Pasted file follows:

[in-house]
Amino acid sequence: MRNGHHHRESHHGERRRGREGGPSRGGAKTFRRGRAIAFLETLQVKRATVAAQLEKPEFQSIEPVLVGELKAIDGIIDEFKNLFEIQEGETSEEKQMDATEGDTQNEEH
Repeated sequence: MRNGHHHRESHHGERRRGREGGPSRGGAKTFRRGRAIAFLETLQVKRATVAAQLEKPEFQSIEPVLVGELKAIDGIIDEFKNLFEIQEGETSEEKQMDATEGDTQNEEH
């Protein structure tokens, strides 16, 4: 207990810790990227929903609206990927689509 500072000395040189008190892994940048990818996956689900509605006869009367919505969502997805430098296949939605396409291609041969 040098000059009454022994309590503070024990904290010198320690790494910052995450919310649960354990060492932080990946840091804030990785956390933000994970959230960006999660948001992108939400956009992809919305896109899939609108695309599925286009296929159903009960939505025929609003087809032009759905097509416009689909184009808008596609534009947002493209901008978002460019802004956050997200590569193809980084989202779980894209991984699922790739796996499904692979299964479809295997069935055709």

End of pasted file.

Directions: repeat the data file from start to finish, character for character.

[in-house]
Amino acid sequence: MRNGHHHRESHHGERRRGREGGPSRGGAKTFRRGRAIAFLETLQVKRATVAAQLEKPEFQSIEPVLVGELKAIDGIIDEFKNLFEIQEGETSEEKQMDATEGDTQNEEH
Repeated sequence: MRNGHHHRESHHGERRRGREGGPSRGGAKTFRRGRAIAFLETLQVKRATVAAQLEKPEFQSIEPVLVGELKAIDGIIDEFKNLFEIQEGETSEEKQMDATEGDTQNEEH
């Protein structure tokens, strides 16, 4: 207990810790990227929903609206990927689509 500072000395040189008190892994940048990818996956689900509605006869009367919505969502997805430098296949939605396409291609041969 040098000059009454022994309590503070024990904290010198320690790494910052995450919310649960354990060492932080990946840091804030990785956390933000994970959230960006999660948001992108939400956009992809919305896109899939609108695309599925286009296929159903009960939505025929609003087809032009759905097509416009689909184009808008596609534009947002493209901008978002460019802004956050997200590569193809980084989202779980894209991984699922790739796996499904692979299964479809295997069935055709």